science-students
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The Australian government’s proposed fee restructuring for universities will have disastrous consequences for the humanities. But it’s bad news for STEM education, too.

How do I know? Because I’m an Australian teaching the history of science to STEM students in a major public university in the United States, and I see first-hand how desperately science undergraduates need training in culture, politics, and society.

They come to my classroom as future geneticists without having ever heard of eugenics. Future doctors without any understanding that medicine can cause pain and injustice just as adeptly as it can give relief. Future engineers who have never had a forum to voice their concerns about how technology can erode our rights as citizens.

As it stands, Australian STEM students are even less exposed to these discussions because, unlike the US system, Australian universities usually do not require students to cross-enroll in humanities credits. This was the case when I was a science undergraduate at the University of Queensland, and I was funneled into science-only courses.

I was never taught that biomedical sciences are social systems — that therapeutic innovation can be racist, sexist and classist. Not once in my science degree did I learn how evolutionary theory was born on the assumptions of white supremacy, and how this racism still reverberates in 21st century institutions. Never was I made to appreciate that our abusive relationship with the environment is at once a scientific, economic, historical and philosophical problem, and that intelligent policy is only created through consultation with experts from all these fields.

I only learned about these things when I stumbled into a humanities elective. Taking this first humanities subject was transformative, and it made me a better scientist. Engaging in discussions about race, class, and gender truly reoriented my engagement with the sciences. Not only did I become better and more creative in my biology classes — who knew that a history class could help me better understand and challenge theories of heredity? — but I had an eye to how science was situated in society.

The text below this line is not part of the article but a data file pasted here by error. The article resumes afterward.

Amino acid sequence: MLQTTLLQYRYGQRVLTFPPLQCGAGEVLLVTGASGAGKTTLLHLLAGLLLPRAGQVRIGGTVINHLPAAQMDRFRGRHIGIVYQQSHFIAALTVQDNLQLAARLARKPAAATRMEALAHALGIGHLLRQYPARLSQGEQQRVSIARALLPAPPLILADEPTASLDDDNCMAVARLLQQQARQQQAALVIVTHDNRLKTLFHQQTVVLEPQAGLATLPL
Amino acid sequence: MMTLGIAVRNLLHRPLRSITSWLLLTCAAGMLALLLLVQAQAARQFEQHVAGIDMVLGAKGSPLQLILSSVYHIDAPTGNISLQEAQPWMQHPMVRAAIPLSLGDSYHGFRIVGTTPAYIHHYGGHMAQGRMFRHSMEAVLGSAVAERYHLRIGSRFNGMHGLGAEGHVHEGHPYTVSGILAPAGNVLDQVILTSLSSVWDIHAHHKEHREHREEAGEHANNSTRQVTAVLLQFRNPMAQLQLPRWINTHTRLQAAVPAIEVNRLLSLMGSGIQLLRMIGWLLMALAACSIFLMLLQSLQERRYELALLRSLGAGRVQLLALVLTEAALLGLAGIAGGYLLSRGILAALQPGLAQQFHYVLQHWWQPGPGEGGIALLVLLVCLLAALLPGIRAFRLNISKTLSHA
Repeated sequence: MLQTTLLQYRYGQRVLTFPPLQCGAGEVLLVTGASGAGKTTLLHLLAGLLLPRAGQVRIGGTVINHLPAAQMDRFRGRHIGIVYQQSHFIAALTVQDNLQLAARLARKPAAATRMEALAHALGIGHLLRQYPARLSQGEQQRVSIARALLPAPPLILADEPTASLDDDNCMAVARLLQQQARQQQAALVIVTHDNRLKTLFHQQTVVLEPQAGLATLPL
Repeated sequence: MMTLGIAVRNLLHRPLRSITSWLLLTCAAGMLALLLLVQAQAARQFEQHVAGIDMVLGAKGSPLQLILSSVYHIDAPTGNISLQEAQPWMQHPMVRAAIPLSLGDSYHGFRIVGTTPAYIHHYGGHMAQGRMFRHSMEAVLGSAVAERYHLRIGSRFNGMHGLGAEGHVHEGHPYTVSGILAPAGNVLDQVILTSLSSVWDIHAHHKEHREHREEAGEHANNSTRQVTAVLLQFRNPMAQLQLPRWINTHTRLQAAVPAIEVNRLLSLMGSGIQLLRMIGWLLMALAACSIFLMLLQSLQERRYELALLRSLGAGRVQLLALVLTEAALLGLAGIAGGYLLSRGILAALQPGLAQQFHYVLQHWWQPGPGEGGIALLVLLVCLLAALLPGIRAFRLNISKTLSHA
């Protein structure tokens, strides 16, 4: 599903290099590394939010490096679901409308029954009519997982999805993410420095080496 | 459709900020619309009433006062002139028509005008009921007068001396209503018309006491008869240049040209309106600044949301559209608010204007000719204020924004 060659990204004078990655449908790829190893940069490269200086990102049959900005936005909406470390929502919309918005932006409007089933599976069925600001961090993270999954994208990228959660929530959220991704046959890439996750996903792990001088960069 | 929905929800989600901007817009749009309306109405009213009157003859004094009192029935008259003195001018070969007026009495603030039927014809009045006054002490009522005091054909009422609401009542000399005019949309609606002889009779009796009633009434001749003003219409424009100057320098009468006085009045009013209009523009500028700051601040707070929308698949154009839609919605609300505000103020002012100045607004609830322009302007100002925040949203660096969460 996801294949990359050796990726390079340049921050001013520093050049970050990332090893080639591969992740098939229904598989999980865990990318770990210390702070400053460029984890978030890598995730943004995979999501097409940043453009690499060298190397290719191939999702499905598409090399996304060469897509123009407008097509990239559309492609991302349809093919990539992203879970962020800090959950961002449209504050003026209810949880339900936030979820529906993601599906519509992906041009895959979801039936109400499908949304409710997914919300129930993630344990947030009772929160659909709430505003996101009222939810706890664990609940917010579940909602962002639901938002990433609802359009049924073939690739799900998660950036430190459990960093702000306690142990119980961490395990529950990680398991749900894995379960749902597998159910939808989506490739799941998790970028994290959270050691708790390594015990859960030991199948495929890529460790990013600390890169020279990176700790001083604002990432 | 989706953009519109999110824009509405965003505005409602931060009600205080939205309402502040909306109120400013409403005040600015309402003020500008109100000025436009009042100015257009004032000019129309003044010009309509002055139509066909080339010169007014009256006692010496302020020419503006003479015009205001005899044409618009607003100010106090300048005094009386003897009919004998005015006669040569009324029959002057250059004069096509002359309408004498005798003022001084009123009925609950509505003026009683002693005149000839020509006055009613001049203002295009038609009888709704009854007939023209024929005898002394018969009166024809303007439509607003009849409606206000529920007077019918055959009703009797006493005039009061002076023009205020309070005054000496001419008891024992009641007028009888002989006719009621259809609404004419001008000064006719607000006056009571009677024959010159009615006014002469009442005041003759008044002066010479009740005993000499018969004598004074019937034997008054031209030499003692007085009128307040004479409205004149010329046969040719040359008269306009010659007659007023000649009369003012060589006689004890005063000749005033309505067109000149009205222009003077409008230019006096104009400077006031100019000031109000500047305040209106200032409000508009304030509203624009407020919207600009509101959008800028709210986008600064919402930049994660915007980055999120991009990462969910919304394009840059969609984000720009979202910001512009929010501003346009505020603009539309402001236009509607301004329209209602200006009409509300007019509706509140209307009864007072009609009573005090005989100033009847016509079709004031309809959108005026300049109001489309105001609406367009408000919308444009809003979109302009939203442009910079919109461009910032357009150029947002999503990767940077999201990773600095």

I saw science for what it is: plonked in a complex social milieu, bigger and more complicated than just “facts” and “data”.

Like me, many science students in Australia stumble into humanities classes and make these same realisations. Some of them do what I did: declare a dual degree in Science/Arts, and continue thinking deeply and compassionately about how STEM works in our world.

Under the new government plan, this fortuitous act of stumbling into a humanities class will occur less often, and less easily. As the door to Arts subjects is closed to science students, so too is an opportunity for enrichment.

Australia’s plan to restructure funding at universities is touted as an investment in the sciences, but it is actually a heavy blow. The next generation will be less equipped to operate in a competitive international marketplace, and less able to adapt their science-making to the increasingly complicated world that demands their attention and expertise.

It takes more than just a science degree to educate future scientists. They need the humanities, too, to train them in a type of critical thinking that cannot be found in a laboratory.

Patrick Walsh is an Australian PhD student in the history of science at the University of Wisconsin-Madison. He holds a masters degree from the University of Wisconsin, and bachelors degrees with honours from the University of Queensland.

Peter Fray

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